Go Daddy “thousands and thousands” of people have preregistered 25 new gtlds”

donuts

This week we did hear from some companies within the new gtld space and what kind of demand they were seeing.

Donuts put out a blog post yesterday where they said they have already received total orders and commitments over $5million. Now some of this number is most likely including the DPML product that Donuts is offering trademark holders.

The DPML works like this: (Courtesy of 101Domain.com)

How Does DPML Work?
Brand owners must submit an exact match of their mark(s) to DPML, or a term that contains their exact match mark(s). Once a term is accepted to DPML, that term is blocked from registration in all Donuts TLDs for an initial period of five or ten years. A DPML subscription then can be renewed in increments of one to ten years. A domain blocked by DPML is not functional, meaning it may not be used for a website URL, e-mail address or other type of domain-related functionality.

DPML Example Terms

How Does A Trademark Holder Buy A DPML Subscription?
The trademark holder must first register a mark with the Trademark Clearinghouse (TMCH). The mark must be registered according to the “use” standard, which is the same standard for registration during the Sunrise period.

The DPML must be purchased through a registrar offering DPML. Pricing on 101 Domain.com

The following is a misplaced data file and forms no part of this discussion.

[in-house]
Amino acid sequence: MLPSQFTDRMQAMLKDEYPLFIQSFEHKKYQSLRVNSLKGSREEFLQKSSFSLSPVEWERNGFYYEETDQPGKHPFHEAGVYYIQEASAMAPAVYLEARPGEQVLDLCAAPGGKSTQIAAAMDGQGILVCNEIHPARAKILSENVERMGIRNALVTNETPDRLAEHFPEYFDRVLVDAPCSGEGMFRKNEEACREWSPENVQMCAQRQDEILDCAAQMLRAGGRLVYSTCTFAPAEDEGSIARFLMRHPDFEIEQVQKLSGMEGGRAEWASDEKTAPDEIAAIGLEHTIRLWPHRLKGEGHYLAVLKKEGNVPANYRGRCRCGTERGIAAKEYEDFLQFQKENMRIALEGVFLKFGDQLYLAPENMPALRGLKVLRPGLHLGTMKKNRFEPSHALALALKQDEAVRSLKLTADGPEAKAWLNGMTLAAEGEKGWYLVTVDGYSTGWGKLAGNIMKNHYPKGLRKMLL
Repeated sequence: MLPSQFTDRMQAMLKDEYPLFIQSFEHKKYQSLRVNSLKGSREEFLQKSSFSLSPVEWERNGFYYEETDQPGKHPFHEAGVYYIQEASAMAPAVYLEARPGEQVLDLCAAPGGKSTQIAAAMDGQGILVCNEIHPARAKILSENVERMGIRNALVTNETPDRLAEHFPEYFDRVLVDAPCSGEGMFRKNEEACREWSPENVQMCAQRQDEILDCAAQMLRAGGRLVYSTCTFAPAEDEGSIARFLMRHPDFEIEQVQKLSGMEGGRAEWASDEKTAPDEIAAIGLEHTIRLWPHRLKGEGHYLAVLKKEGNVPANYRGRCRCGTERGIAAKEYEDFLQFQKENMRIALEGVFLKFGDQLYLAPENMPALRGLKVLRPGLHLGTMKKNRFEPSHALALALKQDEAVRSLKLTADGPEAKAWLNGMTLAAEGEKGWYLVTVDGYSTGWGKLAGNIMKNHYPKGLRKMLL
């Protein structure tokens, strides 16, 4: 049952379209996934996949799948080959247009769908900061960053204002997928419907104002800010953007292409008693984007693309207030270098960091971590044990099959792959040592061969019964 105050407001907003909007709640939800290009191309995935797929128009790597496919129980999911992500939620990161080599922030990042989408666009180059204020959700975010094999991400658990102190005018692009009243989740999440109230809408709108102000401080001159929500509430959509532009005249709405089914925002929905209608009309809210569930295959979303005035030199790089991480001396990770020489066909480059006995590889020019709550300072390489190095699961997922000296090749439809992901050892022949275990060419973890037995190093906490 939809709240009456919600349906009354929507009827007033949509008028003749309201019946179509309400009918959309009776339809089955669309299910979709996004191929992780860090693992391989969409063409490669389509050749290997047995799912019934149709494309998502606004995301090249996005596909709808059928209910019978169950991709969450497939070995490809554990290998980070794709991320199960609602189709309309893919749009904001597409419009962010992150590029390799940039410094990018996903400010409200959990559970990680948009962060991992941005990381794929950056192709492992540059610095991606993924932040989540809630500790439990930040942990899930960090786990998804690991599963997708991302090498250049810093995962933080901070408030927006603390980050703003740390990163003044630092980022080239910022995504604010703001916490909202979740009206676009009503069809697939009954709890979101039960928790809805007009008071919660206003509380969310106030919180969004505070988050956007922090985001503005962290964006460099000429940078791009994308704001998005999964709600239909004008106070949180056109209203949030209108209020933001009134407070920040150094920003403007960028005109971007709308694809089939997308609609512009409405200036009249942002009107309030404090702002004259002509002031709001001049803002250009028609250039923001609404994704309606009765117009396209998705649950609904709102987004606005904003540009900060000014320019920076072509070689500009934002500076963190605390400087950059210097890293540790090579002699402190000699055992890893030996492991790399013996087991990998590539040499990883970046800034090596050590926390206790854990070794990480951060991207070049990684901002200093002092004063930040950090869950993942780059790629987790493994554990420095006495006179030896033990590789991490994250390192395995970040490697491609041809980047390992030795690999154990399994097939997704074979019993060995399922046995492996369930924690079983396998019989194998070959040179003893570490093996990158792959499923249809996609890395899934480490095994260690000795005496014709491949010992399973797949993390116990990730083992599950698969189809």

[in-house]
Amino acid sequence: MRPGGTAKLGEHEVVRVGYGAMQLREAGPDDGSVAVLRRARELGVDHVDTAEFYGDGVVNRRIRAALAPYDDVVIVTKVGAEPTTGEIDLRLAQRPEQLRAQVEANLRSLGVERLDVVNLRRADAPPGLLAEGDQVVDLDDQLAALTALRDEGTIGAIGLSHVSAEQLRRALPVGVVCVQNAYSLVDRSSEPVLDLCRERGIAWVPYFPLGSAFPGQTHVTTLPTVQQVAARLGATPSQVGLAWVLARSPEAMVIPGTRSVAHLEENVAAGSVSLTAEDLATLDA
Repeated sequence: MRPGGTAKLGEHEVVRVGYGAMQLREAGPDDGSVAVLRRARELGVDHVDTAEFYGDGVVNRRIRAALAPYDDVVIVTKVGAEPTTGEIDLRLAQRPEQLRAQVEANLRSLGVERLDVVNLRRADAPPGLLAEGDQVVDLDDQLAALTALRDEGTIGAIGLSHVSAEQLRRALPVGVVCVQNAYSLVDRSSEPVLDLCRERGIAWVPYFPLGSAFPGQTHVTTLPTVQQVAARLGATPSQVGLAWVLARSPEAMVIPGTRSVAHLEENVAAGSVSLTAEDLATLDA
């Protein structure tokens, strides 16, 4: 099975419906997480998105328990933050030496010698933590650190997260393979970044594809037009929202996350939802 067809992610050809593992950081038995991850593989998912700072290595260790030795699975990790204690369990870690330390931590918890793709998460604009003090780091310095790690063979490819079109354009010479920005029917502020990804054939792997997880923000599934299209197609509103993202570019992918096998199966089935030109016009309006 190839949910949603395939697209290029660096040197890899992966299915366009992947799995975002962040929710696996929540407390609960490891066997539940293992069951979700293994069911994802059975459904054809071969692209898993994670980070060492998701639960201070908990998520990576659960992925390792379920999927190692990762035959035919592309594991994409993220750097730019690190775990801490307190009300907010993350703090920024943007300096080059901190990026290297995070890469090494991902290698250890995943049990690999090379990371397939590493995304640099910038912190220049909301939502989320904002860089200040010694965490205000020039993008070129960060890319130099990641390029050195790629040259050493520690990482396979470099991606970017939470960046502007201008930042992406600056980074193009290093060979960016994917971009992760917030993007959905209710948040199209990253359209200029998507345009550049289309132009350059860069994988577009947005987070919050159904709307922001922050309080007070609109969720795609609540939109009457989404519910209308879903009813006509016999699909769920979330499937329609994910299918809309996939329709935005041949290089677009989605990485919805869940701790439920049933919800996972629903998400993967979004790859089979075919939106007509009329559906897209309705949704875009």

2,995.00 USD / 5 Years 5,695.00 USD / 10 Years per name.

Go Daddy

Go Daddy has also mentioned some numbers with regards to the new gtlds. In the piece in the Los Angeles Times, Mike McLaughlin was quoted as saying,

GoDaddy is expecting a rush of buyers and already has 25 extensions available for preregistration. So far, “thousands and thousands” of people have preregistered, with .guru and .photography endings being the most popular, McLaughlin said.

The LA Times piece also stated that many people they spoke to were not aware of the program but that some did say they would consider switching. One bike shop owner did say when available he would switch to a .bike.

 

Comments

  1. Dominator says

    In my experience, when you have to resort to generalities like “thousands and thousands” it is because you don’t want to face the consequences of being more specific. In this case, thousands and thousands is probably 1,000 or 2,000. And a lot of those are probably large companies making defensive regs because this small amount of money means nothing to their bottom line.

  2. Raymond Hackney says

    I do agree Dominator, Go Daddy should be able to come out with a number, we have 10,000 pre regs or 100,000 pre regs. Its like when a domainer sells a domain for $100 and says I sold it for xxx, that could mean $100 to $999 just say how much.

  3. says

    Imagine in business, someone giving you the number to his/her office and them telling you, their extension is 505-346-9999. That’s the equivalent to most of these new gtlds. Anyway, I agree, godaddy should be able to give a nice round number. Have Jean Claud Van Damn come out and be like “we got 10,000 pre regs already…its go time!” Something.

  4. Grim says

    In their blog post, (link in article), Donuts suggests that if you have a trademark, be sure to get listed in the Trademark Clearinghouse. This will block your trademark from being registered across all Donuts gTLDs.

    And the best part… it’s only $150 per trademark per year. It’s great to see how much they care about trademark owners to offer this service. Makes you feel all warm and fuzzy inside.

  5. Raymond Hackney says